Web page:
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JOHANN NIKOLAUS FORKEL (1749-1818)

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Originally appearing in Volume V10, Page 666 of the 1911 Encyclopedia Britannica.
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JOHANN NIKOLAUS FORKEL (1749-1818), German musician, was born on the 22nd of February 1949 at Meeder in Coburg. He was the son of a cobbler, and as a practical musician, especially as a pianoforte player, achieved some eminence; but his claims to a more abiding name rest chiefly upon his literary skill and deep research as an historian of musical science and literature. He was an enthusiastic admirer of J. S. Bach, whose music he did much to popularize. His library, which was accumulated with care and discrimination at a timewhen rare books were cheap, forms a valuable portion of the royal library in Berlin and also of the library of the Koniglicher Institut fur Kirchenmusik. He was organist to the university church of Gottingen, obtained the degree of doctor of philosophy, and in 1778 became musical director of the university. He died at Gottingen on the 20th of March 1818. The following is a list of his principal works: Uber die Theorie der Musik (Gottingen, 1777); Musikalisch kritische Bibliothek (Gotha, 1778); Allgemeine Geschichte der Musik (Leipzig, 1788). The last is his most important work. He also wrote a Dictionary of Musical Literature, which is full of valuable material. To his musical compositions, which are numerous, little interest is to-day to be attached. But it is worth noting that he wrote variations on the English national anthem " God save the king " for the clavichord, and that Abt Vogler wrote a sharp criticism on them, which appeared at Frankfort in 1793 together with a set of variations as he conceived they ought to be written.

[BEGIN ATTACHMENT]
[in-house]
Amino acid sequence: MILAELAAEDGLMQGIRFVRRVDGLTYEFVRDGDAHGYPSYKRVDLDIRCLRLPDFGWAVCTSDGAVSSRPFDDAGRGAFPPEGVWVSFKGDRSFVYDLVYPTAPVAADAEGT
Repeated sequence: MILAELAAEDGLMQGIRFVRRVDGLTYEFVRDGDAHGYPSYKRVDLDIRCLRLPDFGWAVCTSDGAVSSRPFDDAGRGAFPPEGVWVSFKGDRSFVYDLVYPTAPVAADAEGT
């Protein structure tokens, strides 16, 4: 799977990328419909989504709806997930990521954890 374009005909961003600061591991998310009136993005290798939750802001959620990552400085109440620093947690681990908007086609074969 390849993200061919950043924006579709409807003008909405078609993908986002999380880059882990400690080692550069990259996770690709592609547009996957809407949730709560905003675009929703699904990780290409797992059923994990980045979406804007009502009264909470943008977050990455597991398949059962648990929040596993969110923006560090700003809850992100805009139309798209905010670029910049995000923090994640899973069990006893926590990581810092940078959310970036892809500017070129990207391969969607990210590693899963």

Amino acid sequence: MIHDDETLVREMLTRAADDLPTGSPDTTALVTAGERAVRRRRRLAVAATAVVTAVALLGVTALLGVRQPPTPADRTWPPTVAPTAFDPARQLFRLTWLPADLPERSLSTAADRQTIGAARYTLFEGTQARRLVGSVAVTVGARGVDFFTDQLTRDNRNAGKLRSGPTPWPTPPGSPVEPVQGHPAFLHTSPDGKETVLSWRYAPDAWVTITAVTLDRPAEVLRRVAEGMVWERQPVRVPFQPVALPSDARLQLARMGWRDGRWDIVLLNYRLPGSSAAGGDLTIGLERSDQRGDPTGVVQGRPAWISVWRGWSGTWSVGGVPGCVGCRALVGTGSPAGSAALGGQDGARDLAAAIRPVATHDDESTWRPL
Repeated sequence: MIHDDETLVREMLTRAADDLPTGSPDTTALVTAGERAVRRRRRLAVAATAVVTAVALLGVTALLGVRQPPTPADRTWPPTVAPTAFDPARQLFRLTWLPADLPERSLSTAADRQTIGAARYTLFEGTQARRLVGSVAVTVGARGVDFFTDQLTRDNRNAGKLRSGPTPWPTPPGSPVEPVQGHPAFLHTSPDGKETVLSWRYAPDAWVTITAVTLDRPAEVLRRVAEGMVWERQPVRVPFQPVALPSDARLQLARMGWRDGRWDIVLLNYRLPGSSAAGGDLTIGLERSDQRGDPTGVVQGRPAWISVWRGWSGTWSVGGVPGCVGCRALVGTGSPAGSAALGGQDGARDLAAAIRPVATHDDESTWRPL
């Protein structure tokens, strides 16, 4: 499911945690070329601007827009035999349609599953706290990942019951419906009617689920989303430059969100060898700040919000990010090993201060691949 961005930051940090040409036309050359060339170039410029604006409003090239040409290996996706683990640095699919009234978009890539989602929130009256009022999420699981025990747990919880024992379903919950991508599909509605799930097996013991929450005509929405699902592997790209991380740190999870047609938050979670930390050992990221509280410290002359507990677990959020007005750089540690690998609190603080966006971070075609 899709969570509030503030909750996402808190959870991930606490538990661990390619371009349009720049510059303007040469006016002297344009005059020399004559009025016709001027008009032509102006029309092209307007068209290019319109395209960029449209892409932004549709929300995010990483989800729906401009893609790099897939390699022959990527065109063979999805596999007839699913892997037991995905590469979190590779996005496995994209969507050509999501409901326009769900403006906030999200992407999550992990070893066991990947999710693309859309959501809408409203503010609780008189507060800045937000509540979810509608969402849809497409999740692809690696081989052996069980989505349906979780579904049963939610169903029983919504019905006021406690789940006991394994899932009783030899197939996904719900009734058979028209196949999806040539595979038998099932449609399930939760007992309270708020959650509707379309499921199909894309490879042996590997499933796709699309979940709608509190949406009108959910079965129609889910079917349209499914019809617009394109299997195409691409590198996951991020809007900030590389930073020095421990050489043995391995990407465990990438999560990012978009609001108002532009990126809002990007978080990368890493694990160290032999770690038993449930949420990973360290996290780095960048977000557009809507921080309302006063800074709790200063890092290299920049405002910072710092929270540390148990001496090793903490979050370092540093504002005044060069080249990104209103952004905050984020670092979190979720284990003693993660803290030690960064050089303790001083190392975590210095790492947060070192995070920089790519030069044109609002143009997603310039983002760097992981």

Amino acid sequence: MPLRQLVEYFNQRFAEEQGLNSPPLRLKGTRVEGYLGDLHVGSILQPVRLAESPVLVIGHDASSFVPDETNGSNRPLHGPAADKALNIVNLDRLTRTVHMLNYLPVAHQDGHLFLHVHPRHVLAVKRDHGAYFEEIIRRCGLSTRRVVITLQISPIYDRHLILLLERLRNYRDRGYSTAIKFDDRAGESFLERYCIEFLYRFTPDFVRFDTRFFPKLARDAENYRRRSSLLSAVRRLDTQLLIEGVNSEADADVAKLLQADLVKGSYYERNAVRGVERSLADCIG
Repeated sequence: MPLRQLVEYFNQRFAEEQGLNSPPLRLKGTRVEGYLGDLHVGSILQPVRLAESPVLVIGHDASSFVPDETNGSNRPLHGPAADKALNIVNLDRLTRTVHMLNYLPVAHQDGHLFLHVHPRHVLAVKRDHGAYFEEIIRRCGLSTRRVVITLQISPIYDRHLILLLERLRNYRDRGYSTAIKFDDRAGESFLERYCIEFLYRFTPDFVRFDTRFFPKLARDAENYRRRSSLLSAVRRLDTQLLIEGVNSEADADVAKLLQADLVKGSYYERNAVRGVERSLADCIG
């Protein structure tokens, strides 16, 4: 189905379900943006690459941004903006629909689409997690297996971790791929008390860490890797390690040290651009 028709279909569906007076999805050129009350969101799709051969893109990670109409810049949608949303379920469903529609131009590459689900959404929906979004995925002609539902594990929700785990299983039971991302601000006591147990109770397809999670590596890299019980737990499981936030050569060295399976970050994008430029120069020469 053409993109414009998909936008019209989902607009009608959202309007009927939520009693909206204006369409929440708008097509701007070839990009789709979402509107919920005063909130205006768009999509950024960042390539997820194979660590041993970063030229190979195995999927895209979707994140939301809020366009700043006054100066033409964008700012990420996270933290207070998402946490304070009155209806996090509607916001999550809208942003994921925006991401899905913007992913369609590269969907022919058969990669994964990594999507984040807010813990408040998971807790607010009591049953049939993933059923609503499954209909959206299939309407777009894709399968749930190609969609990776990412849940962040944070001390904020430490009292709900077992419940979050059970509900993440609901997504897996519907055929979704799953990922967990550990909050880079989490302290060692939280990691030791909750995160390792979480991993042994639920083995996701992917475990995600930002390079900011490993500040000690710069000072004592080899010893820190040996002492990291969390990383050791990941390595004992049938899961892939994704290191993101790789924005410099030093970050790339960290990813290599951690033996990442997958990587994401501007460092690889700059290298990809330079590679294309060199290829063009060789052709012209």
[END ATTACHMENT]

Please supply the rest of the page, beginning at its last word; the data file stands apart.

End of Article: JOHANN NIKOLAUS FORKEL (1749-1818)
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